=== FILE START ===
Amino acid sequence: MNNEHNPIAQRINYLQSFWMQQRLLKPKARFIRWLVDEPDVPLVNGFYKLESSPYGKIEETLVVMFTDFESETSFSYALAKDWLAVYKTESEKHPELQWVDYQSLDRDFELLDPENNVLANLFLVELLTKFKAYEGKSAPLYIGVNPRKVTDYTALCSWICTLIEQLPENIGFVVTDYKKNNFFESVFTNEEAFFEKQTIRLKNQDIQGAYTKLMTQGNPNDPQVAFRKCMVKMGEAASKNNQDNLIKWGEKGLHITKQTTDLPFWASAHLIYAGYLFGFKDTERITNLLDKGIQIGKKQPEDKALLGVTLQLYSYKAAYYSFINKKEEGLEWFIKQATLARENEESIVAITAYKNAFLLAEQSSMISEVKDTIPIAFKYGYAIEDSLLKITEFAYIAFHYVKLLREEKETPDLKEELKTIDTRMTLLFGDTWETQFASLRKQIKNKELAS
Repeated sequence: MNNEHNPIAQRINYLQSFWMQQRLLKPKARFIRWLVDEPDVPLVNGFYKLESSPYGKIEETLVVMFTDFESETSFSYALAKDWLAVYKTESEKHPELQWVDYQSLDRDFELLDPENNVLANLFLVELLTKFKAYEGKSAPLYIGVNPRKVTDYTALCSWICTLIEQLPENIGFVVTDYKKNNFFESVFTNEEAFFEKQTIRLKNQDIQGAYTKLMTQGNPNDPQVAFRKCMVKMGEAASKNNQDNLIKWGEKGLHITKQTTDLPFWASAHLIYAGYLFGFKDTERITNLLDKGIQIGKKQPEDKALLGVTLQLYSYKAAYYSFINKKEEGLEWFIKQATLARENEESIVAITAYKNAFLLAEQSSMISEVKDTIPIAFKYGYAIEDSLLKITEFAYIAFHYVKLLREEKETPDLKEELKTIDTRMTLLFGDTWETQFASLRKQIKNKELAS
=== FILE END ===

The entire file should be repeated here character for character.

Amino acid sequence: MNNEHNPIAQRINYLQSFWMQQRLLKPKARFIRWLVDEPDVPLVNGFYKLESSPYGKIEETLVVMFTDFESETSFSYALAKDWLAVYKTESEKHPELQWVDYQSLDRDFELLDPENNVLANLFLVELLTKFKAYEGKSAPLYIGVNPRKVTDYTALCSWICTLIEQLPENIGFVVTDYKKNNFFESVFTNEEAFFEKQTIRLKNQDIQGAYTKLMTQGNPNDPQVAFRKCMVKMGEAASKNNQDNLIKWGEKGLHITKQTTDLPFWASAHLIYAGYLFGFKDTERITNLLDKGIQIGKKQPEDKALLGVTLQLYSYKAAYYSFINKKEEGLEWFIKQATLARENEESIVAITAYKNAFLLAEQSSMISEVKDTIPIAFKYGYAIEDSLLKITEFAYIAFHYVKLLREEKETPDLKEELKTIDTRMTLLFGDTWETQFASLRKQIKNKELAS
Repeated sequence: MNNEHNPIAQRINYLQSFWMQQRLLKPKARFIRWLVDEPDVPLVNGFYKLESSPYGKIEETLVVMFTDFESETSFSYALAKDWLAVYKTESEKHPELQWVDYQSLDRDFELLDPENNVLANLFLVELLTKFKAYEGKSAPLYIGVNPRKVTDYTALCSWICTLIEQLPENIGFVVTDYKKNNFFESVFTNEEAFFEKQTIRLKNQDIQGAYTKLMTQGNPNDPQVAFRKCMVKMGEAASKNNQDNLIKWGEKGLHITKQTTDLPFWASAHLIYAGYLFGFKDTERITNLLDKGIQIGKKQPEDKALLGVTLQLYSYKAAYYSFINKKEEGLEWFIKQATLARENEESIVAITAYKNAFLLAEQSSMISEVKDTIPIAFKYGYAIEDSLLKITEFAYIAFHYVKLLREEKETPDLKEELKTIDTRMTLLFGDTWETQFASLRKQIKNKELAS